Of course, linking everything to everything can start becoming a dangerous rabbit hole. One may get carried away and start referencing every single decision or content. Nor should everything be so rigid that teams lose the room to experiment, iterate and innovate. Teams will need to decide what is appropriate for their users and what delivers the most value without adding processes for the sake of documentation.

A functional and sustainable design system is typically made of 3 parts

  • Assets (e.g. patterns, components, libraries, code snippets.. .)
  • Documentation about itself and its assets (e.g. how and when to use what pattern, related insights,…)
  • Processes about itself, its assets and its documentation (e.g. how and when to update a pattern,…)

If we are to establish the existence of multiple levels of design systems, we need to create intentional agreements and coordination between the teams governing each system. Design operations become even more important to help run everything smoothly. Without dedicated attention to operationalising processes and a willingness to test, learn and iterate, it will be easy for things to fall through the cracks, for design systems to duplicate work, overlap in scope and cause more harm than good.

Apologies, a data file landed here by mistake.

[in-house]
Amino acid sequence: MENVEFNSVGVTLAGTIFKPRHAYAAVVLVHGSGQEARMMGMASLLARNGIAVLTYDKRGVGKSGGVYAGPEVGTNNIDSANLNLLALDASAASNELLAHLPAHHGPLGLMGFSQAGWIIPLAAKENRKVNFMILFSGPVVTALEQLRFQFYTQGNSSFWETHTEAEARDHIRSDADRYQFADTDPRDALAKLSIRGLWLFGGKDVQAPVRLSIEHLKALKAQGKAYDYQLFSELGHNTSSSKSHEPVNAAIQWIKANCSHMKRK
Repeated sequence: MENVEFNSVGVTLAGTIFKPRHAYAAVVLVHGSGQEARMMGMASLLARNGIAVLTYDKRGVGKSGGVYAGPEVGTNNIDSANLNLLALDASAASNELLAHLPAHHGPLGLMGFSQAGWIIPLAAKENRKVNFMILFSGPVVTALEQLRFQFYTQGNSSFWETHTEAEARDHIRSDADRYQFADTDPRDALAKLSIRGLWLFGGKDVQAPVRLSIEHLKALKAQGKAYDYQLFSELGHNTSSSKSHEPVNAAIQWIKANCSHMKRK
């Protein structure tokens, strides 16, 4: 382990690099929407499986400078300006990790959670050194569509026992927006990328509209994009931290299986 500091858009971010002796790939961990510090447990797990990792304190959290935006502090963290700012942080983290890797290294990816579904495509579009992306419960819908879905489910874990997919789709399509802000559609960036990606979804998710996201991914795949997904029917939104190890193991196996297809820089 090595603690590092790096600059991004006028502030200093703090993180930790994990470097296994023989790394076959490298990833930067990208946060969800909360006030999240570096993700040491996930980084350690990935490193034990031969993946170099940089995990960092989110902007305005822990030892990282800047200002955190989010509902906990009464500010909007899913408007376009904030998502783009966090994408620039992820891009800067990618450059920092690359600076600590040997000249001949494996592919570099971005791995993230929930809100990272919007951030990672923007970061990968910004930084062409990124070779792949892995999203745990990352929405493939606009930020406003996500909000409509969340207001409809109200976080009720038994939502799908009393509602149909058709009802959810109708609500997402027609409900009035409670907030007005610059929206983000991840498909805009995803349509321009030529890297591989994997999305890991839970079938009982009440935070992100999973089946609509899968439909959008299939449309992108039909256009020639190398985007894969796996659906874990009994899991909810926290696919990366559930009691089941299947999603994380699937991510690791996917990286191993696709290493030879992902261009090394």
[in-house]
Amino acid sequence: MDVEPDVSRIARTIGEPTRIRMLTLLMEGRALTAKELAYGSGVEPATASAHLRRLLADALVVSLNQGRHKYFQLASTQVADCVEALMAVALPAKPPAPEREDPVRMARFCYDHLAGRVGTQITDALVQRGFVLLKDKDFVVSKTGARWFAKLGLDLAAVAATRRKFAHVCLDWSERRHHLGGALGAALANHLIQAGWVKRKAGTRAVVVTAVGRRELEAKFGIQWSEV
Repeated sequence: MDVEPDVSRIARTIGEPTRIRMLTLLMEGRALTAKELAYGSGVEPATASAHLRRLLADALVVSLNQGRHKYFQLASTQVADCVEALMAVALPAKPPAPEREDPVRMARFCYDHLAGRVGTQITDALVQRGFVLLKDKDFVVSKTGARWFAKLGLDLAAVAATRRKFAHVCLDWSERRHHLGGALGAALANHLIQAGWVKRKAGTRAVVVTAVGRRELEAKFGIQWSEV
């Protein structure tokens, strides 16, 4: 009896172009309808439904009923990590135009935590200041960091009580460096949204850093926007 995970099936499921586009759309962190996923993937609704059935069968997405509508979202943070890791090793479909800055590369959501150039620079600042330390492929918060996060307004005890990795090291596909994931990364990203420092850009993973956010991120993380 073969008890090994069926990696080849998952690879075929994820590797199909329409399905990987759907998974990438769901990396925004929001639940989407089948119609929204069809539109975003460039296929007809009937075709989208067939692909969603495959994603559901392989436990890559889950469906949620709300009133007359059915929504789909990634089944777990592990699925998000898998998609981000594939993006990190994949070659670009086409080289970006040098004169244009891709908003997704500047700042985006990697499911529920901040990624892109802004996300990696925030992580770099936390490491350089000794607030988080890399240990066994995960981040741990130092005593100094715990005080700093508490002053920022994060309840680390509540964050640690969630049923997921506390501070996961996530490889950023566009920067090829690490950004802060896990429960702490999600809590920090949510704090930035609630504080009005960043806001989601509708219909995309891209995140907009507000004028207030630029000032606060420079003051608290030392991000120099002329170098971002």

If your organisation has a dedicated Design system team, they are typically responsible for the above in relation to the design system for interfaces. A brand team might be in place to look after branding guidelines which by extension can become the brand design system. Design systems for products and services might fall under the responsibilities of dedicated teams. Either way, coordination is needed between the different responsible parties to support the adoption of the design systems, and its scaling — while maintaining a reasonable level of independence when necessary.

All of this thinking is a work in progress, and I have yet to figure out in practice how the maintenance cycle and interdependencies might work.

For that, I wonder if we can take inspiration from software engineering practices and how they handle package and library dependencies. Tooling has a huge impact on what might be possible in terms of processes and ways of working. With the current state of design tools, we will most probably face sub-optimal workarounds for a while.

To figure out how things connect together, we first need to understand the scope and boundaries of each design system. Design systems aren’t one-size-fits-all. How each level connects to the next and how to define some of these boundaries are up to the specificities of each organisation and the needs of the team who will create, use and maintain the systems.

Part 2: design systems for products & services

Coming soon



Marie Lu Vinh

Designer with a love for technology. Currently freelancing, based in Amsterdam (NL), available globally. Previously: futurice, Idean (now frog), adidas